The strange nausea just makes you fantasise about being "normal"...the luxury of being able to sit down and take a normal regular breath of normal regular air! My girlfriend Sophie back in the UK was very worried when I spoke to her earlier via satellite phone. She thought I didn't sound right, slurring my speech, etc.

    Don't worry's just the physiology effects of being here!

    Anyway....big trek tomorrow, probably about 5 hours again....and then after that a mammoth 11 hour ascent. Wish me luck!

14th Jan 2014: Blizzards in 120km winds - looks like a game changer in our summit quest...

  1. Carl Roland

    What did I say in my last diary entry about going at a slow and steady pace? Duh! I got a bit over-confident today and didn't follow my own advice and ended up paying the price. Today was definitely the hardest day so far, we encountered severe snow blizzards on our way up to the camp at 5002 metres altitude. It was personally a killer for me because I was going at a fast pace for a long while, and then suddenly all my energy zapped away. I should have stuck to a slower pace. Lesson learned!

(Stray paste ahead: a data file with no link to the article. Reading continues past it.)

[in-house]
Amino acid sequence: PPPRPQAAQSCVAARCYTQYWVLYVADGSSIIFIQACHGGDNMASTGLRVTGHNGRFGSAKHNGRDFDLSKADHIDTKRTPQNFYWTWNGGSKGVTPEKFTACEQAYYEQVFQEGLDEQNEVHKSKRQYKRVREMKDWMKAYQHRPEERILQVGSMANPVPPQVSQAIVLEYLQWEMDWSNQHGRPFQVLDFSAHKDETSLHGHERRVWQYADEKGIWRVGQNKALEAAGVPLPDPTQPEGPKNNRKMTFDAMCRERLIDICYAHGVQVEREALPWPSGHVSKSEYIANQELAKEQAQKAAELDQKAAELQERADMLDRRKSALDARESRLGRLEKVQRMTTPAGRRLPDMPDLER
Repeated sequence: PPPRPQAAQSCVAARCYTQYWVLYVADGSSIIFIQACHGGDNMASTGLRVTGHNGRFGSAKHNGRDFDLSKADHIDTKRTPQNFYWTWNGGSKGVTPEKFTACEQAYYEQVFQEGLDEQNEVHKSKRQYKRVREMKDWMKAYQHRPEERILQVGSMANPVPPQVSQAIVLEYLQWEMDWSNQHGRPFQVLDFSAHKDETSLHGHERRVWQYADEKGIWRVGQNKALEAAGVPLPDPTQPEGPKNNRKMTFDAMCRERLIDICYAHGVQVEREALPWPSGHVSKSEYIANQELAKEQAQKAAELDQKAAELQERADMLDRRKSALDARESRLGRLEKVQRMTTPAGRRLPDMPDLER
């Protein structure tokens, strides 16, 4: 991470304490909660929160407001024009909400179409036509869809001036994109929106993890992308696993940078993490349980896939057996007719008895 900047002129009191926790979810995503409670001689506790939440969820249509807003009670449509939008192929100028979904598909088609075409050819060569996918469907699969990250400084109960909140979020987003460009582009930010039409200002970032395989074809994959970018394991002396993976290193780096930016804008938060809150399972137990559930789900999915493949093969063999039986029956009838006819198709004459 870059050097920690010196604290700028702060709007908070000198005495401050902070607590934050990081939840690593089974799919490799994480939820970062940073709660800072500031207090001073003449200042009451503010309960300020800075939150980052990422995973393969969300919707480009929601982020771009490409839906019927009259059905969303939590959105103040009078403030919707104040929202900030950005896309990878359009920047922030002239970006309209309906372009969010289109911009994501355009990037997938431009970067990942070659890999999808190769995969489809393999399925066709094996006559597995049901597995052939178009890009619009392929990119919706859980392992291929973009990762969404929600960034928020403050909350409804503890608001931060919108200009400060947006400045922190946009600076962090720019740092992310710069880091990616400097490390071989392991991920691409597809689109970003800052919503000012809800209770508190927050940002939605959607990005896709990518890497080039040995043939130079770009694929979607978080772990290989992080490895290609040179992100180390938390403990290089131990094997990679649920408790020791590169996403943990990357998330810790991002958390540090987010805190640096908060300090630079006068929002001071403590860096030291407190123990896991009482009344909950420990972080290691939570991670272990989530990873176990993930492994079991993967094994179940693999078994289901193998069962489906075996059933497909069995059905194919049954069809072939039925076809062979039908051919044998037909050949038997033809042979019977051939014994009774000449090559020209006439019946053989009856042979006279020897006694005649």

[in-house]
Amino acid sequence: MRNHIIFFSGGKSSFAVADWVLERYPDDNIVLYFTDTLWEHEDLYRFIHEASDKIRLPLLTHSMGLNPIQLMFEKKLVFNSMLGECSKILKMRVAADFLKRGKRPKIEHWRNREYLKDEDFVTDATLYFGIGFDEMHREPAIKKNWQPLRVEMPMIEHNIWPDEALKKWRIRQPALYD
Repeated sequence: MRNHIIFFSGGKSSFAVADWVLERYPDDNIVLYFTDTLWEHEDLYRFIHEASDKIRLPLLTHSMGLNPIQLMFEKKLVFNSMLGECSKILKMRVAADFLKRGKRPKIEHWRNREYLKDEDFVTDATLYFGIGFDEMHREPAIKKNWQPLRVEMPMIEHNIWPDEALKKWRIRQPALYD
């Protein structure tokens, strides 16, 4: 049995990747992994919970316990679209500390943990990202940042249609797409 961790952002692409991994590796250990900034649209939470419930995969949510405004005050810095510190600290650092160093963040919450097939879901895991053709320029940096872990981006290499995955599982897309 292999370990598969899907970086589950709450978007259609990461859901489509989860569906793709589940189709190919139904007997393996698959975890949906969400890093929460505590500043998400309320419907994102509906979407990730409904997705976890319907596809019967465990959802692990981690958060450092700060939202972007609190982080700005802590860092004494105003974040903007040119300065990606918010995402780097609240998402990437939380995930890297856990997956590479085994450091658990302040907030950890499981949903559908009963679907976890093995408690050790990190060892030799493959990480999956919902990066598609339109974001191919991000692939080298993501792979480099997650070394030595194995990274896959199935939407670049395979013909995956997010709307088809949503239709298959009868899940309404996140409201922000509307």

So now we have set up camp, pitched our tents in the snow. The camp we are at presently is what is commonly known as Camp 1 (see my previous diary entry which explains the camps, it can get confusing, different expeditions may define the camps differently, or they may set up their own camps)....but this is commonly known as the major Camp 1. Further up is Camp 2, then Camp 3. However, the plan now is to miss out Camp 2 completely and head straight for Camp 3. Originally we planned to reach the summit on we are aiming to make the summit on Saturday because of worsening conditions. The 120km winds are getting worse.

  1. Update from Carl's team mate Paul Fox (Monarch Airlines, Captain/Pilot)